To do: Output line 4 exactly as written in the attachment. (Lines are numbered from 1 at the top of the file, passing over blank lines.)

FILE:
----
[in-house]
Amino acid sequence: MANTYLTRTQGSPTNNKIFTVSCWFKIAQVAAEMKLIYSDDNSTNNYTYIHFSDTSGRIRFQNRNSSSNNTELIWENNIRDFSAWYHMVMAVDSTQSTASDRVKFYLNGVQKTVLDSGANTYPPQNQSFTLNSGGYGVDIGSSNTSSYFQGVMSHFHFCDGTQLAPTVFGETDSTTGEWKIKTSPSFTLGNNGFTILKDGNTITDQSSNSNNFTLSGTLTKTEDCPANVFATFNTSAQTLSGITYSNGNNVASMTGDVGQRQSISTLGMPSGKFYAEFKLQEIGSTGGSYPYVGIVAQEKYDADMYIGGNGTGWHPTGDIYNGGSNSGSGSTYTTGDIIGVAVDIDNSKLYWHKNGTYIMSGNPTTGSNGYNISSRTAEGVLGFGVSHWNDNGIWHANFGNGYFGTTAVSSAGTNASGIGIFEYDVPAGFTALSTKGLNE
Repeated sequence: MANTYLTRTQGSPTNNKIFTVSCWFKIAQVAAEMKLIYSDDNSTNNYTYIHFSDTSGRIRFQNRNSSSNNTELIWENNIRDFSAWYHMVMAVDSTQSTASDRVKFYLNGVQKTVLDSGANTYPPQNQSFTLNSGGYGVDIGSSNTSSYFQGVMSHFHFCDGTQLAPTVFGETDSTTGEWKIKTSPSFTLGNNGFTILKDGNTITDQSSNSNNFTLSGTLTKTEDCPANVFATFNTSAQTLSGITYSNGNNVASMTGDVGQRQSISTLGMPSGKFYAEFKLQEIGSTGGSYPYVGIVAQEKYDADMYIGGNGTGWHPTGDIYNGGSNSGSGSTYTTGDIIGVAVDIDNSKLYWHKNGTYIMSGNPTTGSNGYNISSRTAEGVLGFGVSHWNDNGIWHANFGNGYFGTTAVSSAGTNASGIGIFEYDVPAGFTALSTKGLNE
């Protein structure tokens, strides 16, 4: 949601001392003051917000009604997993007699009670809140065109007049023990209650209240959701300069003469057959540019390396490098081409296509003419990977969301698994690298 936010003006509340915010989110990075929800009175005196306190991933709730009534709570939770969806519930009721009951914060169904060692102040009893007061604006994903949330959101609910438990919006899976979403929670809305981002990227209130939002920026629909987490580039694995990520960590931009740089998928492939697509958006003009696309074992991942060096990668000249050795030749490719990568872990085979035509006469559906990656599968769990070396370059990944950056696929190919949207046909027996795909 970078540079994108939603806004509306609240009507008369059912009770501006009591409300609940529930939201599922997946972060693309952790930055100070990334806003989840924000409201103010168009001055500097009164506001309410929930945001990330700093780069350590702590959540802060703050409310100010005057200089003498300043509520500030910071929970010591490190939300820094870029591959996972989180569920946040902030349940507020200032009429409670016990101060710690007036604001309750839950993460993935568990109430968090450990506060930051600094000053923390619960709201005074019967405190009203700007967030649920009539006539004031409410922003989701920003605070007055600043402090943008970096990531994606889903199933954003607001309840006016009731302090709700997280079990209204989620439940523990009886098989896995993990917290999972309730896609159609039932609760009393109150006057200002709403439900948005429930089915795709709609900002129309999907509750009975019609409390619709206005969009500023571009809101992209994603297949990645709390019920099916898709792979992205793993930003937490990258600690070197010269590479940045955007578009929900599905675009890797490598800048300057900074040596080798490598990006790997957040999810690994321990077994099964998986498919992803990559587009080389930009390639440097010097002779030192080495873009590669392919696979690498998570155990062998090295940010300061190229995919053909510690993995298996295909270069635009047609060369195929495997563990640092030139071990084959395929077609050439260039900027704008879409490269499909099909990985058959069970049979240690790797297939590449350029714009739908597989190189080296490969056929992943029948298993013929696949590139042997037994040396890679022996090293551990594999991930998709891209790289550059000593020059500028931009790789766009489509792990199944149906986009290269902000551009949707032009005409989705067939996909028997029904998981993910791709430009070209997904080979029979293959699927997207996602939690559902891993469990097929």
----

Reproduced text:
């Protein structure tokens, strides 16, 4: 949601001392003051917000009604997993007699009670809140065109007049023990209650209240959701300069003469057959540019390396490098081409296509003419990977969301698994690298 936010003006509340915010989110990075929800009175005196306190991933709730009534709570939770969806519930009721009951914060169904060692102040009893007061604006994903949330959101609910438990919006899976979403929670809305981002990227209130939002920026629909987490580039694995990520960590931009740089998928492939697509958006003009696309074992991942060096990668000249050795030749490719990568872990085979035509006469559906990656599968769990070396370059990944950056696929190919949207046909027996795909 970078540079994108939603806004509306609240009507008369059912009770501006009591409300609940529930939201599922997946972060693309952790930055100070990334806003989840924000409201103010168009001055500097009164506001309410929930945001990330700093780069350590702590959540802060703050409310100010005057200089003498300043509520500030910071929970010591490190939300820094870029591959996972989180569920946040902030349940507020200032009429409670016990101060710690007036604001309750839950993460993935568990109430968090450990506060930051600094000053923390619960709201005074019967405190009203700007967030649920009539006539004031409410922003989701920003605070007055600043402090943008970096990531994606889903199933954003607001309840006016009731302090709700997280079990209204989620439940523990009886098989896995993990917290999972309730896609159609039932609760009393109150006057200002709403439900948005429930089915795709709609900002129309999907509750009975019609409390619709206005969009500023571009809101992209994603297949990645709390019920099916898709792979992205793993930003937490990258600690070197010269590479940045955007578009929900599905675009890797490598800048300057900074040596080798490598990006790997957040999810690994321990077994099964998986498919992803990559587009080389930009390639440097010097002779030192080495873009590669392919696979690498998570155990062998090295940010300061190229995919053909510690993995298996295909270069635009047609060369195929495997563990640092030139071990084959395929077609050439260039900027704008879409490269499909099909990985058959069970049979240690790797297939590449350029714009739908597989190189080296490969056929992943029948298993013929696949590139042997037994040396890679022996090293551990594999991930998709891209790289550059000593020059500028931009790789766009489509792990199944149906986009290269902000551009949707032009005409989705067939996909028997029904998981993910791709430009070209997904080979029979293959699927997207996602939690559902891993469990097929």